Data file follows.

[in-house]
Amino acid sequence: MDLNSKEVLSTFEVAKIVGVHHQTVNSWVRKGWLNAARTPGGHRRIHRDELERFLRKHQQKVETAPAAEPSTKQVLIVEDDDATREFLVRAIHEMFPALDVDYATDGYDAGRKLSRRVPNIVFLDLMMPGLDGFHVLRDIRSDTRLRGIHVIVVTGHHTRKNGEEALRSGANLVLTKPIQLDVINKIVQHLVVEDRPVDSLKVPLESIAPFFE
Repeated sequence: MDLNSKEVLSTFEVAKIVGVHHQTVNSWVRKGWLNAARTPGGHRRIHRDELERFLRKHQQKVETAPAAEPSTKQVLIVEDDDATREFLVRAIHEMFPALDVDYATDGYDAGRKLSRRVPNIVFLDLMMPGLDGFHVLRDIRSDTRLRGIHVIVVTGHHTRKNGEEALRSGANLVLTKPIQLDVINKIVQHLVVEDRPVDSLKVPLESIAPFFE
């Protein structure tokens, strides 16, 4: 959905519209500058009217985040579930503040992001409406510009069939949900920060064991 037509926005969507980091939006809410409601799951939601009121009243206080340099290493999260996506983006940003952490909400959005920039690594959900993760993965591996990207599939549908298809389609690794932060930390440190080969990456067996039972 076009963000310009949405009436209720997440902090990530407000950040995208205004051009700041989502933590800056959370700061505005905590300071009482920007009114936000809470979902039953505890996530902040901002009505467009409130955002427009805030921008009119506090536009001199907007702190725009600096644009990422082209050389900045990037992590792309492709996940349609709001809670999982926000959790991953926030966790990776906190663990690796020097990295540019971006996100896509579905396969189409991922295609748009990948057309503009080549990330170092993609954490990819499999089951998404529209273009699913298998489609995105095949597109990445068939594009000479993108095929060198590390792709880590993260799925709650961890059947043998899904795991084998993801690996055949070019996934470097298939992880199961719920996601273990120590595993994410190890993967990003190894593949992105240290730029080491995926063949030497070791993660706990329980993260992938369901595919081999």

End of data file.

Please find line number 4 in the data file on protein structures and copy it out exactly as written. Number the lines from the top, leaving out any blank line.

């Protein structure tokens, strides 16, 4: 959905519209500058009217985040579930503040992001409406510009069939949900920060064991 037509926005969507980091939006809410409601799951939601009121009243206080340099290493999260996506983006940003952490909400959005920039690594959900993760993965591996990207599939549908298809389609690794932060930390440190080969990456067996039972 076009963000310009949405009436209720997440902090990530407000950040995208205004051009700041989502933590800056959370700061505005905590300071009482920007009114936000809470979902039953505890996530902040901002009505467009409130955002427009805030921008009119506090536009001199907007702190725009600096644009990422082209050389900045990037992590792309492709996940349609709001809670999982926000959790991953926030966790990776906190663990690796020097990295540019971006996100896509579905396969189409991922295609748009990948057309503009080549990330170092993609954490990819499999089951998404529209273009699913298998489609995105095949597109990445068939594009000479993108095929060198590390792709880590993260799925709650961890059947043998899904795991084998993801690996055949070019996934470097298939992880199961719920996601273990120590595993994410190890993967990003190894593949992105240290730029080491995926063949030497070791993660706990329980993260992938369901595919081999």